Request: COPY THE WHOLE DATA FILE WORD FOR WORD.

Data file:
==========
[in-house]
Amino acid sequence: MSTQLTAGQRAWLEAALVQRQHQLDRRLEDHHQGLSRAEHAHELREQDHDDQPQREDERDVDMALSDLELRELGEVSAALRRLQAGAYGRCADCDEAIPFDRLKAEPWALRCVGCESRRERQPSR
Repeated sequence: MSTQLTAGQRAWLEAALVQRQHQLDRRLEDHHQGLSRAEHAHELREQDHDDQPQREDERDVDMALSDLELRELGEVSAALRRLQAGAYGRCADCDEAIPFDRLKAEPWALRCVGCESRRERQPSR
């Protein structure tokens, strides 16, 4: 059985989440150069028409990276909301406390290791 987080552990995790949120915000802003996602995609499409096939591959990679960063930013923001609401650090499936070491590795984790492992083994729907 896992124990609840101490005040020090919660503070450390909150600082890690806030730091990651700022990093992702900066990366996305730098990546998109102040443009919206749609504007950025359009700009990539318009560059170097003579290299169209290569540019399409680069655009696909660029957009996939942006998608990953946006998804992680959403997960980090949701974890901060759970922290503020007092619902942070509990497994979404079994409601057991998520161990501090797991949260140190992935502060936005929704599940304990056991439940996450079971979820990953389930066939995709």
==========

[in-house]
Amino acid sequence: MSTQLTAGQRAWLEAALVQRQHQLDRRLEDHHQGLSRAEHAHELREQDHDDQPQREDERDVDMALSDLELRELGEVSAALRRLQAGAYGRCADCDEAIPFDRLKAEPWALRCVGCESRRERQPSR
Repeated sequence: MSTQLTAGQRAWLEAALVQRQHQLDRRLEDHHQGLSRAEHAHELREQDHDDQPQREDERDVDMALSDLELRELGEVSAALRRLQAGAYGRCADCDEAIPFDRLKAEPWALRCVGCESRRERQPSR
């Protein structure tokens, strides 16, 4: 059985989440150069028409990276909301406390290791 987080552990995790949120915000802003996602995609499409096939591959990679960063930013923001609401650090499936070491590795984790492992083994729907 896992124990609840101490005040020090919660503070450390909150600082890690806030730091990651700022990093992702900066990366996305730098990546998109102040443009919206749609504007950025359009700009990539318009560059170097003579290299169209290569540019399409680069655009696909660029957009996939942006998608990953946006998804992680959403997960980090949701974890901060759970922290503020007092619902942070509990497994979404079994409601057991998520161990501090797991949260140190992935502060936005929704599940304990056991439940996450079971979820990953389930066939995709």